Flight 93 crash scattered ‘blood, skin and bones’ across field – but no bodies

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A local man has recalled the shocking moment he came across the wreckage of hijacked 9/11 Flight 93, where he found nothing but skin and bone fragments.

The flight was the only hijacked plane not to reach its intended target of the US Capitol Building during the attacks on September 11, 2001, instead crashing in a field in Pennsylvania, near the small town of Shanksville.

Earlier that morning, two other large Boeing jets had been flown into the North and South towers of the World Trade Centre in New York.

Another jet also crashed into the Pentagon in Washington.

Recalling his arrival at the Flight 93 crash site on the BBC's Surviving 9/11 documentary, local store owner Rick King said: “I just remember getting out and walking, and I’m wondering, ‘where is this plane?’

"There was no fuselage, there were no wings, there was no tail, just debris through the trees and into the woods but no people.

“As I was walking down the power line I was looking on the ground, and then I did start to see some small pieces of body parts.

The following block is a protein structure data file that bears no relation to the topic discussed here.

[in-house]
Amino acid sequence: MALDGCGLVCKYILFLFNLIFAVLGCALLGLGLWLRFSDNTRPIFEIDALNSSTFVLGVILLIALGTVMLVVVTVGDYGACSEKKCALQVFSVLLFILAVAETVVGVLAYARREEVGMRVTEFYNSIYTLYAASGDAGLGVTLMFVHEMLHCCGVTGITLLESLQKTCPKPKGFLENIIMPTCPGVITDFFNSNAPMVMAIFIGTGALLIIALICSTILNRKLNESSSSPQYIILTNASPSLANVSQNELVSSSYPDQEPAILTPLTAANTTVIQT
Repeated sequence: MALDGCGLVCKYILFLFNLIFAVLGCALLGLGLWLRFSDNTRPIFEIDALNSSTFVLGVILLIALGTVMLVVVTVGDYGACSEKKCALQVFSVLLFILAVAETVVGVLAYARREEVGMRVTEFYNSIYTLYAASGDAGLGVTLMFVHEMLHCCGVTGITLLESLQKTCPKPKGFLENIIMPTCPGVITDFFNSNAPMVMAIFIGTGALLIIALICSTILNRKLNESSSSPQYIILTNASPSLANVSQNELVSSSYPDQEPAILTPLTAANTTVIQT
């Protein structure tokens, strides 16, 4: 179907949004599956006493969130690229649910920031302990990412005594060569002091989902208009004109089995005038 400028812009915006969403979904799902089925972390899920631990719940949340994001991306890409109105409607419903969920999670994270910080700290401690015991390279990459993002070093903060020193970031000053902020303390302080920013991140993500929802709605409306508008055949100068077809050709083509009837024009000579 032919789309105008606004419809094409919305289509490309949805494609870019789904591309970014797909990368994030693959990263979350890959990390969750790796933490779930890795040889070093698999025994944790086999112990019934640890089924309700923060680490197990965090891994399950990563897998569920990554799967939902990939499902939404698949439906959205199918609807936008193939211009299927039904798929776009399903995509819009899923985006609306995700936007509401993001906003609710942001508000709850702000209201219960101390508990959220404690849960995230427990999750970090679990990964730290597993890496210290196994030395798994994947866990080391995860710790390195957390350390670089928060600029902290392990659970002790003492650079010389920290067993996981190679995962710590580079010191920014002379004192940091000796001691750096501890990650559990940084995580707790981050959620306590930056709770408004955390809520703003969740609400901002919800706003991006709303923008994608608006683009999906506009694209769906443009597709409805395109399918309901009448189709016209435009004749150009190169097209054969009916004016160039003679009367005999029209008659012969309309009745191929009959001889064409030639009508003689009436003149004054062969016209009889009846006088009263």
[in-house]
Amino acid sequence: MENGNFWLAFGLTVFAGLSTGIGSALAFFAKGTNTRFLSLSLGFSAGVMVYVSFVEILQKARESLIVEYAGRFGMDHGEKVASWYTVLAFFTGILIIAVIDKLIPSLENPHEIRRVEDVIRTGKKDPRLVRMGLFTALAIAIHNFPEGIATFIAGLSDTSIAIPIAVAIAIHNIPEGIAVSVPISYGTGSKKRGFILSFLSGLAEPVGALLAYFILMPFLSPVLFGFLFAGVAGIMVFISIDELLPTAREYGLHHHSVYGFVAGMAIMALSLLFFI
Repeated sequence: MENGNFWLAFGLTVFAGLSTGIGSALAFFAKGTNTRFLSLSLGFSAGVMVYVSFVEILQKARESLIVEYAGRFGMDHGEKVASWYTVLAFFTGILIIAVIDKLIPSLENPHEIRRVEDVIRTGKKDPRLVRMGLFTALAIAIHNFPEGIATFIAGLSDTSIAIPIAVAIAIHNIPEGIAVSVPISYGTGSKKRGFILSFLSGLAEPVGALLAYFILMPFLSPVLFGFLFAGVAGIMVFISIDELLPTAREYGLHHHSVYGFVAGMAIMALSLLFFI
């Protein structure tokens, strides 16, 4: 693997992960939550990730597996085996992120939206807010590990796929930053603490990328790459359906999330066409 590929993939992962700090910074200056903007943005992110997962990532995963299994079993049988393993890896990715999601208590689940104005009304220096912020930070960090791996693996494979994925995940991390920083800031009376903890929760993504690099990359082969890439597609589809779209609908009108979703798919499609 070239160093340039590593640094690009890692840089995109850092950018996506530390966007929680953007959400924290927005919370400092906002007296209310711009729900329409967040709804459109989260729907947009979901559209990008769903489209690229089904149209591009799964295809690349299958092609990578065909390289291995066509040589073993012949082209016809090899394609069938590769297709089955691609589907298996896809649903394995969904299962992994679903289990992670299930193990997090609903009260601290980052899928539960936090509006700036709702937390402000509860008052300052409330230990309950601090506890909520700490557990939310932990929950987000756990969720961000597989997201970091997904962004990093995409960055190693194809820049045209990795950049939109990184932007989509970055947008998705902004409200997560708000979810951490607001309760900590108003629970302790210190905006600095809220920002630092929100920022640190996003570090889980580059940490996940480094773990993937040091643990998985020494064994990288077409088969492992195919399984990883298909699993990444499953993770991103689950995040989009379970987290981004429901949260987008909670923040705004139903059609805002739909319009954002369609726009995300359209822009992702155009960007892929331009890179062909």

“Bone fragments, some skin, a little bit of blood here and there, but nothing that I could recognise that was a human being.”

Melodie Homer, the wife of the plane’s pilot Lerory Homer, noted the explanation she was given by the authorities for why they had struggled to find any bodies.

She said: “What we were explained is that with all the jet fuel and the fire, the human body is so made of liquid that… you know, there wasn’t very much left of anything.”

Flight 93 had left Newark International Airport in New Jersey that morning, and was scheduled to fly to San Francisco.

However, hijackers stormed the cockpit, diverting course back towards the East coast. Their intended target was the US Capitol Building but passengers and crew onboard heroically fought back.

They managed to crash the plane into the field in Pennsylvania, which killed all those on board but saved countless others.

A memorial has now been set up at the site, honouring the victims of the crash.

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  • September 11
  • Family
  • Fire

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